I think there’s quite strong support for reform across the blogging world, perhaps this is a good candidate for joint non-partisan social media pressure to encourage our elected representatives to represent us on this.

Farrar is pro-reform, and I know Cameron Slater (Whale Oil) and Russell Brown (Public Address) have been as well. There’s some support at The Standard but I’m not sure how much there would be across the authors. Same for The Daily Blog.

What about other bloggers? Who would support a cross-blog campaign?

Booze – our problems need our solutions

The Dominion Post has an editorial on alcohol law reform.

Bill won’t change our booze culture

The Alcohol Reform Bill is a tiny step towards addressing New Zealand’s binge-drinking problem. It will not end the disturbing attitude too many Kiwis have towards booze.

And they close with:

The reality is that while politicians can determine the law on where, when and by whom alcohol can be legally purchased and consumed, they cannot influence the most important issue – how. What is needed for that to occur is a culture change, something no legislation can provide.

I think they’re right.

We have a booze problem. Too many parts of our society, often our friends and family, have a booze problem. And we don’t do enough to address it.

Waiting for politicians to fix all our problems will fix little or nothing.

A culture change requires people within that culture to change, and to speak up for change.

 

Cannabis deserves a decent debate

Don Brash has raised the decriminalisation of cannabis as an election issue, but it’s far more complex, and more important, than to rush policy in the heat of a campaign. Various issues around cannabis use – social, legal and medical – deserve decent public exposure and debate.

It would be a mistake to simply decriminalise cannabis and hope that the change will make things better. If the inevitable problems turn out to be greater than any benefits of giving people more free choice on use of drugs it would be difficult to undo.

The Act Party is deeply divided over Brash’s thoughts. The Green Party gives low-key support to relaxing drug laws. The rest of parliament does not support decriminalisation of cannabis and has no plans to change the status quo. The best way to test if this is the best stance or not is to examine it with informed debate.

There’s much more to the cannabis issue than giving a few recreational users the legal right to smoke as they please.

Kate K, who has just published a book called “Matters To A Head: Cannabis, mental illness & recovery” suggests on Dim-Post that “the decriminalisation argument is far less important to NZ than the real issue of providing and resourcing appropriate treatment and services to those who become unstuck by the drug.”

Russell Brown agrees and asks “this is actually the debate we should be having: how do we prevent early use of cannabis?”

Young people are much more susceptible to the adverse effects of drug use – it is unlikely there would be widespread support for unlimited use of cannabis for all ages. We need a process were we can debate and decide as a society what we want, and put that to the politicians.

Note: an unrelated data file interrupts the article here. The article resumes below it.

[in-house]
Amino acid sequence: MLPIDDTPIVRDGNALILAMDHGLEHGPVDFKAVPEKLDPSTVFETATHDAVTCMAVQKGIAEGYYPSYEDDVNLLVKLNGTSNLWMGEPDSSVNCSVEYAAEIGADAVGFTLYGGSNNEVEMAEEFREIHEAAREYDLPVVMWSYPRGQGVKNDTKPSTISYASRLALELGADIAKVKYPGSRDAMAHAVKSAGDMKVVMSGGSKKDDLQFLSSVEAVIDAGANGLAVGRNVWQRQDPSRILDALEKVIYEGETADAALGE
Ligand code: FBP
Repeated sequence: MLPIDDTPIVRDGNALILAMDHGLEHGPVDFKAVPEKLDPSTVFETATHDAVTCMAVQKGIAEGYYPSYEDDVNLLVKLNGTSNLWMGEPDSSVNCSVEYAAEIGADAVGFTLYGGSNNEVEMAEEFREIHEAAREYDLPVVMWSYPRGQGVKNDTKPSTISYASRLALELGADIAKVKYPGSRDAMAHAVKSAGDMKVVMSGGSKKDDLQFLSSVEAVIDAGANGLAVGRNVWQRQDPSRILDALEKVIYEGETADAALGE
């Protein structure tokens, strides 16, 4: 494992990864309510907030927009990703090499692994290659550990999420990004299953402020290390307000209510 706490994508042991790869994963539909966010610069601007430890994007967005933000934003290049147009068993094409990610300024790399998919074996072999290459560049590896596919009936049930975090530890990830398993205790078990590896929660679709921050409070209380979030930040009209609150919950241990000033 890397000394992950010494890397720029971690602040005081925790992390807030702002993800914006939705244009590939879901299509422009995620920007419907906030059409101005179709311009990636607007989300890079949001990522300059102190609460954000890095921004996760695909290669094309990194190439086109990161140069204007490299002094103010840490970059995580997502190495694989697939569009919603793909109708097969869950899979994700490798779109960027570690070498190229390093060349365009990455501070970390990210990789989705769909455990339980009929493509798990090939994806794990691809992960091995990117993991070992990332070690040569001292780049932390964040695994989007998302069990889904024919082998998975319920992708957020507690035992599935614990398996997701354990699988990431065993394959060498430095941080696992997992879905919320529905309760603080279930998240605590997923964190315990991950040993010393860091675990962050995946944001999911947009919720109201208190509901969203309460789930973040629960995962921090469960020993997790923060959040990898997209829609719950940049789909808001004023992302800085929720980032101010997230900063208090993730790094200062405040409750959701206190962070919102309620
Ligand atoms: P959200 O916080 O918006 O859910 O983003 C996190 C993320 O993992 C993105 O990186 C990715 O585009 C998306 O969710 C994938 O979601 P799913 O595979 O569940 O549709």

I’m going to initiate more debate on cannabis. There are too many distractions for the rest of the year, so I propose planning this for next March, once the University year has restarted. In the meantime I will find what organisations and interest groups want to contribute information and want to participate in debate.

I will promote this debate on two levels, online and based publicly in Dunedin:

  • publish an initial discussion document
  • public meeting involving any interested legal, medical and social inputs, and local and national politicians
  • debate in local media
  • a possible organised public debate
  • utilise online media extensively for discussion and debate – this can extend nationally
  • close the debate period with a public meeting
  • poll or referendum on what the people of Dunedin prefer to be done, if anything

Other regions would be welcome to link in with this process.

Politicians will be involved as much as possible with the results. Ultinmately any action will be up to parliament, but this will provide a good indication of public preferences.

This will be a good test for establishing better ongoing community involvement in the social/political process.

Notes:

I am the UnitedFuture candidate for Dunedin North. These plans for cannabis debate will proceed regardless of the outcome in the electorate or via the list.

Current UnitedFuture policy includes “Oppose the decriminalisation of cannabis for recreational use.”

UnitedFuture party leader Peter Dunne has “no problem at all” with this debate proposal – the party encourages debate on issues as is open to alternate opinions.

My personal position is to support the status quo unless good evidence and informed public opinion supports change. I have never smoked cannabis, but I have inhaled party bong pong.

I don’t have a strong stance either way, I’m interested in helping determine what people want and supporting the popular view.

If anyone wants to join the planning of this debate please contact me at petedgeorge@gmail.com